A colloquialism is a word or phrase used in everyday conversation, but generally avoided in formal speech and writing.

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Meaning and usage of “to no end”

What does the phrase mean in "He annoys me to no end"? Literally, does it mean that he annoys me forever? Or does it mean that he annoys me to no result?
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42 views

Meaning of smileys [on hold]

I understand a lot of purists will try to kill this question within seconds, but I recently received a text message from a friend telling me "I'm afraid my girlfriend dumped me ;)". At first, I told ...
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Use of “I called myself” + gerund/participle

Is anyone familiar with this construction and its origin? Is it standard or non-standard? "I called myself taking a nap but ended up sleeping half the day." "I called myself cooking dinner, ...
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5answers
83 views

Responding with “OK” & “Welcome” to “Thank you” [duplicate]

Please, let me make it clear that my question is not asking how native speakers usually respond to "Thank you". Before posting this question I did some research and I also read this discussion: How do ...
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4answers
1k views

Is there a non-colloquial equivalent term for “cool”?

As I get older (into my 30s) the less I feel like using youthful slang, and I take extra pride in using professional English. But I can't think of a word that is universally equivalent to the ...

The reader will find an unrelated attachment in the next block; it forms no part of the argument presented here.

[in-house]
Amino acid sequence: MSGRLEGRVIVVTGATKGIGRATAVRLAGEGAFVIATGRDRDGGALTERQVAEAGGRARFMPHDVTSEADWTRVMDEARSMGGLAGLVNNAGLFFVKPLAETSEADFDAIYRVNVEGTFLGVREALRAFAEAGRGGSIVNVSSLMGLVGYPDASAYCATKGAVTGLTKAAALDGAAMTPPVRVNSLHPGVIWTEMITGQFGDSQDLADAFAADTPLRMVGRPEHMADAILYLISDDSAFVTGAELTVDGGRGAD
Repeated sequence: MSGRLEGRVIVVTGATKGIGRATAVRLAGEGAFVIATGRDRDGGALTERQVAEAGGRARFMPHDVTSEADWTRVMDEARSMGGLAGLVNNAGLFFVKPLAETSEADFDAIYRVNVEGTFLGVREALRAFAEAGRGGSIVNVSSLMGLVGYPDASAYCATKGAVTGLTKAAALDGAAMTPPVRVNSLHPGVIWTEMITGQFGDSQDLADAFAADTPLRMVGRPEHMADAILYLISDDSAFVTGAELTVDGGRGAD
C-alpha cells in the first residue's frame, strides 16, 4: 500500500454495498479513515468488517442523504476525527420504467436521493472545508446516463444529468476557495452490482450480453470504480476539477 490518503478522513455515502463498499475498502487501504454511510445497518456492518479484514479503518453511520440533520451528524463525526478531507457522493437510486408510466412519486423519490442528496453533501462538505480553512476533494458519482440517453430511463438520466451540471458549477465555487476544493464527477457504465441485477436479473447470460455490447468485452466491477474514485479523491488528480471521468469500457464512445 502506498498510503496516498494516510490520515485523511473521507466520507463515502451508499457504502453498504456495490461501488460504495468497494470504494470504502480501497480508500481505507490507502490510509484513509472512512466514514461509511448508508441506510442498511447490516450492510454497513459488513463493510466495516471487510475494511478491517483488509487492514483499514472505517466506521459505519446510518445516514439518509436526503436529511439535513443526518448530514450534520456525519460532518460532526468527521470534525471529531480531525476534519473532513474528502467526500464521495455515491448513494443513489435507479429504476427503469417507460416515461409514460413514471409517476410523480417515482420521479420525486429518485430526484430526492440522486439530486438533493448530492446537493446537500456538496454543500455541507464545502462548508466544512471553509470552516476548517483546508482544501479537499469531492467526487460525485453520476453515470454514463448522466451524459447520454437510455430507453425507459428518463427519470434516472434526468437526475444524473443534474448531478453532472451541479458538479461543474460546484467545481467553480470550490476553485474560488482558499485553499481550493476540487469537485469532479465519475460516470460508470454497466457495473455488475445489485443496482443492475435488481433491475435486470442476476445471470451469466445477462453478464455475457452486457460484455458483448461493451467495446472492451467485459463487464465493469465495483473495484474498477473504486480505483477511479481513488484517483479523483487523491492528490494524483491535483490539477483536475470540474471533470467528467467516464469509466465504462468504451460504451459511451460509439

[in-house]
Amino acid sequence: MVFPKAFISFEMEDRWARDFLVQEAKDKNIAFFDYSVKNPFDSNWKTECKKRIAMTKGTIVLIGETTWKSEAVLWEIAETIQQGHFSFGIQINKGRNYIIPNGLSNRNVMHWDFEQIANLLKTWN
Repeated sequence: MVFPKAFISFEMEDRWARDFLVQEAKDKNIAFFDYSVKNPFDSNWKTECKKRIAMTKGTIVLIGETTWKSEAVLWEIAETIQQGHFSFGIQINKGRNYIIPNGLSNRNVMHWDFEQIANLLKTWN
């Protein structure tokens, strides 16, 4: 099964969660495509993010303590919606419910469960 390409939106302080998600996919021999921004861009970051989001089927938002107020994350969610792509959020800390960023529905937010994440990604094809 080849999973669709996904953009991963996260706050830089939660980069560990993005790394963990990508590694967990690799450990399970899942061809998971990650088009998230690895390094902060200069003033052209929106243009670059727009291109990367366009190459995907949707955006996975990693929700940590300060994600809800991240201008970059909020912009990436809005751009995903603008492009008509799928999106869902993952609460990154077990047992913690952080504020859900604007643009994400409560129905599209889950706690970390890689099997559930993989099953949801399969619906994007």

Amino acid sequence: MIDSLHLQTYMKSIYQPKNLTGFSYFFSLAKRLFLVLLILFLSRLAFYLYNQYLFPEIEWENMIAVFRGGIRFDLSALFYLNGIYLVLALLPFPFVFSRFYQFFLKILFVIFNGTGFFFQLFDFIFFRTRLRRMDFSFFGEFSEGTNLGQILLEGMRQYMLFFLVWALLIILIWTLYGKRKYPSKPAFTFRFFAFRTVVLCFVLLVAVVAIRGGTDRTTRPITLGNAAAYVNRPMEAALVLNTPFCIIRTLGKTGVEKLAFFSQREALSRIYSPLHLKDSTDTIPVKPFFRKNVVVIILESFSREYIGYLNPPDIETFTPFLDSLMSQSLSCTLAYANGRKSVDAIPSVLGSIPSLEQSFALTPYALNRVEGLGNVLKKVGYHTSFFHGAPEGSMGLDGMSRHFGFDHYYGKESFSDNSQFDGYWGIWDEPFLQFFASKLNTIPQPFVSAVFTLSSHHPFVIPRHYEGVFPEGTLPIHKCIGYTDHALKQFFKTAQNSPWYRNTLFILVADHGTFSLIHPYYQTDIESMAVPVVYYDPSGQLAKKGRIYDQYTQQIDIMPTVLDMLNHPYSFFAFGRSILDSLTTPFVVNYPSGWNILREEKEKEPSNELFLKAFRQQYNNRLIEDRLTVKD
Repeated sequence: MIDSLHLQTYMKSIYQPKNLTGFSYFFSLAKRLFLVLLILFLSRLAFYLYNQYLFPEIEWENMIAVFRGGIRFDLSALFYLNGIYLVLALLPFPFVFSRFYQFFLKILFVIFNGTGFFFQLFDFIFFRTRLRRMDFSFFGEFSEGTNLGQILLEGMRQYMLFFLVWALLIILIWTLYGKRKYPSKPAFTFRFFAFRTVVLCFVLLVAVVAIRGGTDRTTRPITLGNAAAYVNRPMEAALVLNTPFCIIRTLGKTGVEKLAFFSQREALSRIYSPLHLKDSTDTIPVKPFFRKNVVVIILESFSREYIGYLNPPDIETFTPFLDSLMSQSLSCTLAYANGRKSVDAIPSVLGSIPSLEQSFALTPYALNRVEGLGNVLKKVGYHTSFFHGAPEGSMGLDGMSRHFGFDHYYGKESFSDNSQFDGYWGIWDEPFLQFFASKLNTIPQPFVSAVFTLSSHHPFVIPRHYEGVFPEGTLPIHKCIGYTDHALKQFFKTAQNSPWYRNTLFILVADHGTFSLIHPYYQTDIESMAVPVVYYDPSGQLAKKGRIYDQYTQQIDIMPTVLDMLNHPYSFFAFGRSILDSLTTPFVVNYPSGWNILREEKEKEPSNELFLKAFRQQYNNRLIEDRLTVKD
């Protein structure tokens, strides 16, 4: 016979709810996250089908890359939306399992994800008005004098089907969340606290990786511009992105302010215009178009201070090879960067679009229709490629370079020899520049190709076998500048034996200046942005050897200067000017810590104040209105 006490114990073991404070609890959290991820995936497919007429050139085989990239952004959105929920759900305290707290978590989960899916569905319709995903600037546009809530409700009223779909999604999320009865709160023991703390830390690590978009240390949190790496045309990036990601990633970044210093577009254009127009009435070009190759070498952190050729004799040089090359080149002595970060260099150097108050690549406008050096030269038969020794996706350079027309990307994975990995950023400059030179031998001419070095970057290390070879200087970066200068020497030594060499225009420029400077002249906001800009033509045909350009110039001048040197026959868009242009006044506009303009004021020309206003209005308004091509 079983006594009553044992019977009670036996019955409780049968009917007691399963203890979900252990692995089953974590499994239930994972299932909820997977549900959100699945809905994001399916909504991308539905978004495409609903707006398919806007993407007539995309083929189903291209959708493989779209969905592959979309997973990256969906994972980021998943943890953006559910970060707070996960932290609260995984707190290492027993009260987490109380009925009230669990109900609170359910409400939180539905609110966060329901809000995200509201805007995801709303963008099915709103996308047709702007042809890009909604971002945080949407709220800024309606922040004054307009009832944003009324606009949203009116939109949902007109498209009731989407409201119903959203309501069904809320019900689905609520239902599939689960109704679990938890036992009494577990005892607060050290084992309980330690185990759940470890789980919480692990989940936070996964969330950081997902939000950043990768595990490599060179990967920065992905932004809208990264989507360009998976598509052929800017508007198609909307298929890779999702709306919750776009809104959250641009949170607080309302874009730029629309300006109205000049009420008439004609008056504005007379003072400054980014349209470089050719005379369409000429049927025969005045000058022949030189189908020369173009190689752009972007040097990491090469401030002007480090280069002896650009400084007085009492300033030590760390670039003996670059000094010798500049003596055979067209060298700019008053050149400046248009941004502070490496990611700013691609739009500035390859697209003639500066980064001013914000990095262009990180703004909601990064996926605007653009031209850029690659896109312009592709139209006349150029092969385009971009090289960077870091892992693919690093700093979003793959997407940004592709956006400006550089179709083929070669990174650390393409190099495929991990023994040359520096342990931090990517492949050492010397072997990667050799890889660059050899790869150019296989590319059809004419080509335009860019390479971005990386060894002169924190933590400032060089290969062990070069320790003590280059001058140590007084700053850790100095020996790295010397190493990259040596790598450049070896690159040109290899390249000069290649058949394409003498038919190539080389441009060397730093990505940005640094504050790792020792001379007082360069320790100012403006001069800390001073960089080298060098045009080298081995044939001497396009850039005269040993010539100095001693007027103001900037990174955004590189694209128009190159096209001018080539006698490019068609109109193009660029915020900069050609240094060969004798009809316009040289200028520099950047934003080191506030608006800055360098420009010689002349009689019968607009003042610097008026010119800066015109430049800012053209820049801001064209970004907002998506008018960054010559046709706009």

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6answers
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Origins: “try and” over “try to” — how did we get there from here?

In written and standard semi-formal (and above) spoken English, one would use "try to": Try to be a better person. Try to get the fishhook out of my thumb, please. Try to find a pharmacy ...
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1answer
65 views

What is the origin of the phrase “has some teeth to it”?

I know the phrase "has some teeth to it" refers to something that cuts and/or takes hold of something. It's used a lot in arguments / discussion of topics where serious / good counterpoints are used, ...
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3answers
624 views

What does “trigger-happy on broken windows” mean?

What does this expression mean: to be "trigger-happy on broken windows"
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2answers
3k views

“Sounds like a plan (, Stan!)”

"Sounds like a plan (, Stan!)" (idiom, used to agree to a suggestion that you think is good: OxfordLearnersDictionariesOnline) It seems to be of relatively recent origin, if there's really a ...
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OK, here's a weird one: “I appreciate ya”

Say you do something simple and nice for someone. A normal reply would be "I appreciate that, thank you." (phrased in either order) But for the past year or two, down here in the southern US, I've ...
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3answers
295 views

Is the colloquial Australian term 'festy' actually a word?

Usage: "I would not like to eat that pie as it looks all festy since you dropped it on the ground." Is the colloquial Australian term 'festy' actually a word? Also, is it used elsewhere in the world? ...
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3answers
157 views

Is the sentence “I want to take a rest” wrong?

I heard that we should use "I want to rest" instead of "I want to take a rest." I also heard that "I want to take a rest" is not a sentence a native speaker would use. Is that correct? Should we ...
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Colloquial meaning of a hashtag

Despite its primarily functional origins, the hash tag has broken out of its social media context and is a kind of colloquialism, usually intended as a joke, but utilized in just about any form of ...